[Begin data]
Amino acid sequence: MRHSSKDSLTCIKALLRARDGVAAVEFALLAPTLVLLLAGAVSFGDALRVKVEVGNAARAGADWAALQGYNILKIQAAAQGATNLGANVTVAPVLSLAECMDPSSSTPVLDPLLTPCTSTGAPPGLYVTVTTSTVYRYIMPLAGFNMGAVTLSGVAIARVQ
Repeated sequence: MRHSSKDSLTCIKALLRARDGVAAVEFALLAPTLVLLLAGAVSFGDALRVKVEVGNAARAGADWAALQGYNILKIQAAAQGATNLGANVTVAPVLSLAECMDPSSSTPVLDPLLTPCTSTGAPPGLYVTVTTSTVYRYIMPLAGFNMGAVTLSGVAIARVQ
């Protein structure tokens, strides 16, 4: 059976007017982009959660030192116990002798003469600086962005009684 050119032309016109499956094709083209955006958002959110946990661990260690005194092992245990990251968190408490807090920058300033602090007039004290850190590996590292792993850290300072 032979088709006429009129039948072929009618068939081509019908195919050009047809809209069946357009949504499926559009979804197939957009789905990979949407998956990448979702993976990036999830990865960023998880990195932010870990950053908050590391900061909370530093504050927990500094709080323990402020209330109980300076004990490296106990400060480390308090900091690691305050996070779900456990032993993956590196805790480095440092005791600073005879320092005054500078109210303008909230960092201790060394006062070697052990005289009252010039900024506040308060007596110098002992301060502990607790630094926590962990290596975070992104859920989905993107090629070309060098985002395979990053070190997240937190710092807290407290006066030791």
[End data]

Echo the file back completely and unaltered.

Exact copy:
Amino acid sequence: MRHSSKDSLTCIKALLRARDGVAAVEFALLAPTLVLLLAGAVSFGDALRVKVEVGNAARAGADWAALQGYNILKIQAAAQGATNLGANVTVAPVLSLAECMDPSSSTPVLDPLLTPCTSTGAPPGLYVTVTTSTVYRYIMPLAGFNMGAVTLSGVAIARVQ
Repeated sequence: MRHSSKDSLTCIKALLRARDGVAAVEFALLAPTLVLLLAGAVSFGDALRVKVEVGNAARAGADWAALQGYNILKIQAAAQGATNLGANVTVAPVLSLAECMDPSSSTPVLDPLLTPCTSTGAPPGLYVTVTTSTVYRYIMPLAGFNMGAVTLSGVAIARVQ
């Protein structure tokens, strides 16, 4: 059976007017982009959660030192116990002798003469600086962005009684 050119032309016109499956094709083209955006958002959110946990661990260690005194092992245990990251968190408490807090920058300033602090007039004290850190590996590292792993850290300072 032979088709006429009129039948072929009618068939081509019908195919050009047809809209069946357009949504499926559009979804197939957009789905990979949407998956990448979702993976990036999830990865960023998880990195932010870990950053908050590391900061909370530093504050927990500094709080323990402020209330109980300076004990490296106990400060480390308090900091690691305050996070779900456990032993993956590196805790480095440092005791600073005879320092005054500078109210303008909230960092201790060394006062070697052990005289009252010039900024506040308060007596110098002992301060502990607790630094926590962990290596975070992104859920989905993107090629070309060098985002395979990053070190997240937190710092807290407290006066030791």